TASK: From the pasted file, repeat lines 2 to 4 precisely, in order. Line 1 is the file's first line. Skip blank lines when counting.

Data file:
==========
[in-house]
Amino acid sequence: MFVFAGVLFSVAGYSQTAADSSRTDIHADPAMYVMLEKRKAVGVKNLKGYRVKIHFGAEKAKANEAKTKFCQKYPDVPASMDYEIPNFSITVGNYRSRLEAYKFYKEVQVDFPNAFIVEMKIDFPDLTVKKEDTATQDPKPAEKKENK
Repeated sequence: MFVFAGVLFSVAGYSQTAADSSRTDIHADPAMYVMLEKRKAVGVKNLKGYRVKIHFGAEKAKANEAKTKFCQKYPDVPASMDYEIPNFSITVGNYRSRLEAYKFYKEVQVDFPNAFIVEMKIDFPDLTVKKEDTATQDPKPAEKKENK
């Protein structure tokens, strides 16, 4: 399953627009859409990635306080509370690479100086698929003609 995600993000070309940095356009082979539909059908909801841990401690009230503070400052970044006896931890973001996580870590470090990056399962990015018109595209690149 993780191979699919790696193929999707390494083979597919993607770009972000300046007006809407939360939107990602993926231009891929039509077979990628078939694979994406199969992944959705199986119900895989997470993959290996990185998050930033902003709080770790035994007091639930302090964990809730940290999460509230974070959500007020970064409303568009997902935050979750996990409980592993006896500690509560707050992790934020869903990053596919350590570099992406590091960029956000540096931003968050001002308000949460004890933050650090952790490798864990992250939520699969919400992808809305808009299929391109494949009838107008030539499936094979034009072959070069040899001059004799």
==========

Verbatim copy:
Amino acid sequence: MFVFAGVLFSVAGYSQTAADSSRTDIHADPAMYVMLEKRKAVGVKNLKGYRVKIHFGAEKAKANEAKTKFCQKYPDVPASMDYEIPNFSITVGNYRSRLEAYKFYKEVQVDFPNAFIVEMKIDFPDLTVKKEDTATQDPKPAEKKENK
Repeated sequence: MFVFAGVLFSVAGYSQTAADSSRTDIHADPAMYVMLEKRKAVGVKNLKGYRVKIHFGAEKAKANEAKTKFCQKYPDVPASMDYEIPNFSITVGNYRSRLEAYKFYKEVQVDFPNAFIVEMKIDFPDLTVKKEDTATQDPKPAEKKENK
């Protein structure tokens, strides 16, 4: 399953627009859409990635306080509370690479100086698929003609 995600993000070309940095356009082979539909059908909801841990401690009230503070400052970044006896931890973001996580870590470090990056399962990015018109595209690149 993780191979699919790696193929999707390494083979597919993607770009972000300046007006809407939360939107990602993926231009891929039509077979990628078939694979994406199969992944959705199986119900895989997470993959290996990185998050930033902003709080770790035994007091639930302090964990809730940290999460509230974070959500007020970064409303568009997902935050979750996990409980592993006896500690509560707050992790934020869903990053596919350590570099992406590091960029956000540096931003968050001002308000949460004890933050650090952790490798864990992250939520699969919400992808809305808009299929391109494949009838107008030539499936094979034009072959070069040899001059004799």